NASA’s New Horizons to arrive at Pluto with Clyde Tombaugh’s ashes

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NASA’s New Horizons is bringing with it the ashes of Clyde Tombaugh – its discoverer – as it cruises towards the now dwarf-planet or ‘plutoid’. The probe will be close enough on January 15 to start observing Pluto.

Clyde Tombaugh discovered the ice and rock-laden Pluto in 1930 and one of his final requests was that his ashes be sent into space. Tombaugh died on January 17, 1997. Fulfilling that wish NASA has fitted the upper deck of New Horizons probe with a small container containing Tombaugh’s ashes.

“Interned herein are remains of American Clyde W. Tombaugh, discoverer of Pluto and the solar system’s ‘third zone'”, reads the inscription on the container.

Since its discovery, little is known about Pluto and the mission is hoping to find answers to fundamental questions about the 9th of our Solar System. New Horizons will be sending back close-up pictures of Pluto and information obtained from observing Pluto could also help explain the origin of life on Earth as it is believed that Kuiper belt may have delivered organic molecules, which sparked life on Earth.

Initially Pluto was classified as a planet, but in 2006 it was downgraded to a dwarf-planet or ‘plutoid’ and since then it is known as ‘asteroid number 134340’. Despite this downgrade, scientists at NASA say that the New Horizons mission is ‘incredibly important’ for the fact that it will be the first time ever that we will be able to observe Pluto and its giant moon Charon from this close.

New Horizons will begin a slow fly-past in the summer, sampling the solar wind, magnetic field, dust and atmospheric conditions and on July 14 it will be the closest to the planet. NASA says that the images sent over by New Horizons when it is closest to Pluto will “knock your socks off”.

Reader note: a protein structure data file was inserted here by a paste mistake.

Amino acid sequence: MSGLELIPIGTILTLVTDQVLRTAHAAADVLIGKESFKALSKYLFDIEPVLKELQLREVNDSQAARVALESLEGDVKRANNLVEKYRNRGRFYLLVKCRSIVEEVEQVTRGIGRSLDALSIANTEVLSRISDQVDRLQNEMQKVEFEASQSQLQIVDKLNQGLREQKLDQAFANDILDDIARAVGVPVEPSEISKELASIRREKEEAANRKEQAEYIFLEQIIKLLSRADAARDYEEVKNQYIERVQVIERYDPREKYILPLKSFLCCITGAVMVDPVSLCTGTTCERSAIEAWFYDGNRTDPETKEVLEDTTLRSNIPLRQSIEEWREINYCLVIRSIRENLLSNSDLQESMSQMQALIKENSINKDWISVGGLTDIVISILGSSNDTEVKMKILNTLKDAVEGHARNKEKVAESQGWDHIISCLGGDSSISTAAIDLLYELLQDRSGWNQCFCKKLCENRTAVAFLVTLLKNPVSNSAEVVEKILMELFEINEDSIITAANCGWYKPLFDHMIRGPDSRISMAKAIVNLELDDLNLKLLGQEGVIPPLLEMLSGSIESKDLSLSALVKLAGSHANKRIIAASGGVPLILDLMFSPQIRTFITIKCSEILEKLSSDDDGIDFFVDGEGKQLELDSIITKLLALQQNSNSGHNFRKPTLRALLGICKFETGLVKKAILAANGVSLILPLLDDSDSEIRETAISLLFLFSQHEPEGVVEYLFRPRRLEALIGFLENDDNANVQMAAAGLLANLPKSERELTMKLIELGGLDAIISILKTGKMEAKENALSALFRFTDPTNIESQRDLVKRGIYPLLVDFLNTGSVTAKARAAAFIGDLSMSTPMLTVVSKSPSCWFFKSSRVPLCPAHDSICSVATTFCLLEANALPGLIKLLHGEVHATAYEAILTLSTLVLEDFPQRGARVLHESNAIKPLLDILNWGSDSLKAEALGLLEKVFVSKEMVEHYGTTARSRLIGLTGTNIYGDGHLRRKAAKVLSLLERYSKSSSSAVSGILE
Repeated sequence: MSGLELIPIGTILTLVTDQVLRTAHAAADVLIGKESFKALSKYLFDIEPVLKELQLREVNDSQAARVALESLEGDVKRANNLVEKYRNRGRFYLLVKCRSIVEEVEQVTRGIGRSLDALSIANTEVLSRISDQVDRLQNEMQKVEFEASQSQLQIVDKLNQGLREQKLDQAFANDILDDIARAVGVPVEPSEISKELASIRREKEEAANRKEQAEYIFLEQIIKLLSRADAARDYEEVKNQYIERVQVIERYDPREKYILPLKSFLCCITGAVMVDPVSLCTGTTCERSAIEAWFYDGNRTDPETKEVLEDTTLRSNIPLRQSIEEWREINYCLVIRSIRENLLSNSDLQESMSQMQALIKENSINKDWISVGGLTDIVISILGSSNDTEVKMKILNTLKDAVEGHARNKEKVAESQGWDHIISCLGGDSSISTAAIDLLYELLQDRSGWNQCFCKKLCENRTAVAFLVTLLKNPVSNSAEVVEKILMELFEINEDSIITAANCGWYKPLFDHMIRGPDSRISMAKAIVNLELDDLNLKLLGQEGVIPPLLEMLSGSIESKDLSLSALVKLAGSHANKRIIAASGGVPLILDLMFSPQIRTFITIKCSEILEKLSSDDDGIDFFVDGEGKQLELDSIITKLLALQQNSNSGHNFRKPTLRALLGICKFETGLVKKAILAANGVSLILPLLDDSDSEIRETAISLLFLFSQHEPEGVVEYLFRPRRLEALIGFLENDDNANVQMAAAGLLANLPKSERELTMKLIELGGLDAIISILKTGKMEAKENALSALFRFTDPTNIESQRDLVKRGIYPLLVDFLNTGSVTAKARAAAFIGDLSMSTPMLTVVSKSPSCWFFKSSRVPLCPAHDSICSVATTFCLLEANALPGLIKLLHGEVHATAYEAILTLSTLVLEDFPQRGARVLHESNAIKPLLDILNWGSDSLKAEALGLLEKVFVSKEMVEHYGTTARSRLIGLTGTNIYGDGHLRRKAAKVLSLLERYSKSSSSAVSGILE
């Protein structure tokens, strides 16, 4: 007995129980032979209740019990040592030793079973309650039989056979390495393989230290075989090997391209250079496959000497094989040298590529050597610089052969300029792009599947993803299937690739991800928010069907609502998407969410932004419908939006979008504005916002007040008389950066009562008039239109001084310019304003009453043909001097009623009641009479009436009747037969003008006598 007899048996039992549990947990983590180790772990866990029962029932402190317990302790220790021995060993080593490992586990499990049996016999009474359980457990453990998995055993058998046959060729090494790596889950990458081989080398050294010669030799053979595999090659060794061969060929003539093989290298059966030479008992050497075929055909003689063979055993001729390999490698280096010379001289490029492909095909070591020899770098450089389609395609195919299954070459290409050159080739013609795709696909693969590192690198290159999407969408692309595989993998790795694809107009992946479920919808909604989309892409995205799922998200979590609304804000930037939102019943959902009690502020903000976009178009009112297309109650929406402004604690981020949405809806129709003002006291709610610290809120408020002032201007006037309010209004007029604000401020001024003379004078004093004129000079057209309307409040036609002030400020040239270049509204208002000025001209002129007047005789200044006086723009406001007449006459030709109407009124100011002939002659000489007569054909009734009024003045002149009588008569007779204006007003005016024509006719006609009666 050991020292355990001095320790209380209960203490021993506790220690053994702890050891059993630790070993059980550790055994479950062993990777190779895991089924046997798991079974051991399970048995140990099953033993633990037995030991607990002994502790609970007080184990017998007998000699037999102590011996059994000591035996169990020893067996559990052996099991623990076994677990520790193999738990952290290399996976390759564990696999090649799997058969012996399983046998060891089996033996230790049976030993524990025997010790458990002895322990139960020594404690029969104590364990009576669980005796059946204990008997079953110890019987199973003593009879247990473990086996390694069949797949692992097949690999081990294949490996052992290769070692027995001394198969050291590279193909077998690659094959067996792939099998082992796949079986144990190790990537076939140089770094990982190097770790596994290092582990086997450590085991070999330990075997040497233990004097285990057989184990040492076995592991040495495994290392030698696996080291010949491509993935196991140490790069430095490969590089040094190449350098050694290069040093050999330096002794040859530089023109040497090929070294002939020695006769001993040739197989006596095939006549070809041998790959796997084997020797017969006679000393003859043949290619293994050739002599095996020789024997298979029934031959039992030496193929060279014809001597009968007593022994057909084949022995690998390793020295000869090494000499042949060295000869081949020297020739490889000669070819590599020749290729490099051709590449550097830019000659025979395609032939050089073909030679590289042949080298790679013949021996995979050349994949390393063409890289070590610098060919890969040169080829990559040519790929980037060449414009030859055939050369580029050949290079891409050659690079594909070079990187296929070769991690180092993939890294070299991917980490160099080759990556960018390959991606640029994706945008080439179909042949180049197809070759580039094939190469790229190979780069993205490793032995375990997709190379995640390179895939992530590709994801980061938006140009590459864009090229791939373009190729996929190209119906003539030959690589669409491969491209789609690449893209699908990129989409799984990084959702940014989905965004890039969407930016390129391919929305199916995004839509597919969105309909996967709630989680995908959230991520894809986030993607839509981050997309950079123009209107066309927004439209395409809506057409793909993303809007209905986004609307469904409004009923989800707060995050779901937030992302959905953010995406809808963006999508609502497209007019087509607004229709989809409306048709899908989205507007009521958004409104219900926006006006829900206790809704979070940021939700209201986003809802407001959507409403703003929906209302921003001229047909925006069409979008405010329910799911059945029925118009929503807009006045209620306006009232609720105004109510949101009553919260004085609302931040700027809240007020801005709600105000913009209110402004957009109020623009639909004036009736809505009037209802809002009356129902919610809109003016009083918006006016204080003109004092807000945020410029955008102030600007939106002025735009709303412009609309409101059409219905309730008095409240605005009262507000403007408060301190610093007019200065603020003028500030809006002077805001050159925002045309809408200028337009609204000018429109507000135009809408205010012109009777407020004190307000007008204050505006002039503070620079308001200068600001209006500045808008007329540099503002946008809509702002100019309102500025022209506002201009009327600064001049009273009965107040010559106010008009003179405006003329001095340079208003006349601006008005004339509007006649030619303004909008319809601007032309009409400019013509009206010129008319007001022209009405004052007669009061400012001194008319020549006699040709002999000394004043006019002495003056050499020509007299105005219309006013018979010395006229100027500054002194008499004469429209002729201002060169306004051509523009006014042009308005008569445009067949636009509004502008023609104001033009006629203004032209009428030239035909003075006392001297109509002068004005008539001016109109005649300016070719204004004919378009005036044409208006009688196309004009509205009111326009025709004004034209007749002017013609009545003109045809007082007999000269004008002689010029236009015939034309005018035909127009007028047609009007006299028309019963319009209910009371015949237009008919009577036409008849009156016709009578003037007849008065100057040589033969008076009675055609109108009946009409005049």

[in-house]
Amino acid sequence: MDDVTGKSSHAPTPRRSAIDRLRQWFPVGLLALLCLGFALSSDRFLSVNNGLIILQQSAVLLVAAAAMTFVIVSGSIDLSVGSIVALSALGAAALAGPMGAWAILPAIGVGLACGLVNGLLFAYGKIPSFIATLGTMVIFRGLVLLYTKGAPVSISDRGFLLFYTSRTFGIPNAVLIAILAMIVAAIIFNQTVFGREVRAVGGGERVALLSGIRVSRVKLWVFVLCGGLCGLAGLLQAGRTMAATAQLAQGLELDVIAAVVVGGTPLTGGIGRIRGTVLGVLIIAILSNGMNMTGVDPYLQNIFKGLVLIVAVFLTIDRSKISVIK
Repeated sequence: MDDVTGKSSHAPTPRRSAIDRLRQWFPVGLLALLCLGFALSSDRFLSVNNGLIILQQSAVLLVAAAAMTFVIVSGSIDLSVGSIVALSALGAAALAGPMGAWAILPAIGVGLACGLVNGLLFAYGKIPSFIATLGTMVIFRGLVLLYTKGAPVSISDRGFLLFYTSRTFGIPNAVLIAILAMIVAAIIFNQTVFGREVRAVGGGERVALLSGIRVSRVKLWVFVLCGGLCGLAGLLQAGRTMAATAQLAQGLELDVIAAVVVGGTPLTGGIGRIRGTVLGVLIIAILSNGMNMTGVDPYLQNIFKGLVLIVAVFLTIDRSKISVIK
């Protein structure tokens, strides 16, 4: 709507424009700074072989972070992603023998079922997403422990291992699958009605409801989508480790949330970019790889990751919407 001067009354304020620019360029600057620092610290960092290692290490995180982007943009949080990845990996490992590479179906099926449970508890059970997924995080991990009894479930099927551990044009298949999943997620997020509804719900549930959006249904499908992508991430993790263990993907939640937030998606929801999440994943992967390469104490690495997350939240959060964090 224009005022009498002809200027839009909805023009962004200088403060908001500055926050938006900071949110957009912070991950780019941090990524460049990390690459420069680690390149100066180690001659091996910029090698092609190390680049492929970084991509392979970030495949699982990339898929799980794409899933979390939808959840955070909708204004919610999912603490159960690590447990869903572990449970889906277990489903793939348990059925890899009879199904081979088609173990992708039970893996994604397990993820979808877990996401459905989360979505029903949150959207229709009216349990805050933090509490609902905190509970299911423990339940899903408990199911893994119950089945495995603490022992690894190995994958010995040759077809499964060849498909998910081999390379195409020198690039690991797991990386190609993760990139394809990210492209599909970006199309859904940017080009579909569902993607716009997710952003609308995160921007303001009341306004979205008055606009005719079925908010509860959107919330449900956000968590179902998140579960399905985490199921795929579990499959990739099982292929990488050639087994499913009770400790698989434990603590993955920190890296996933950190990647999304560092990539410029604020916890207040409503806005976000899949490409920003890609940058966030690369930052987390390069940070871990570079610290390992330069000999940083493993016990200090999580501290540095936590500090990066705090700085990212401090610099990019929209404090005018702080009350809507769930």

As far as scientific instruments go, New Horizons packs a compact multicolour camera, advanced imaging infrared and ultraviolet spectrometers, two powerful particle spectrometers, a high-resolution telescopic camera, and a space-dust detector. Read: Pluto bound New Horizons packs 7 major instruments [Photos]

  • robert d

    How fitting. RiP
    Clyde Tombaugh

  • angryenglishman

    and the only pictures wil see is photoshop 1,s or complete fakes , NASA rest in peace yourself nobody trusts or cares anymore about your fake missions.

  • mfwright

    And to think Clyde Tombaugh spent many days and nights (I think over a year?) going over photo plates one after another. Extremely tedious (rest of would have died in boredom) looking for that one little spec that moved a little differently than the other millions of specs. All without computers (maybe he had some grad students to help him). All this during the roaring 20s and into the Great Depression. Lived long enough to see Hubble images. Fitting tribute NASA sent him to the planet he discovered (hey, I and many others still call Pluto a planet).

  • md5check

    Why does this make you angry? Do you not agree with big science and space technology? Do you hate your mobile phone, your sat-nav, you computer, the web (a CERN creation)? How about an anger management class?

  • David D. Stanton

    Pluto will always be a planet to myself and my family, my children will be taught that regardless of what people tell them it is a planet, well because it should have never been changed, future ones could have been called plutoids but Pluto itself should have kept the title, so in honor of that and in honor of Mr. Tombaugh we will keep it as a planet.

  • David D. Stanton

    You are mistaken, and quite weird in your assertion.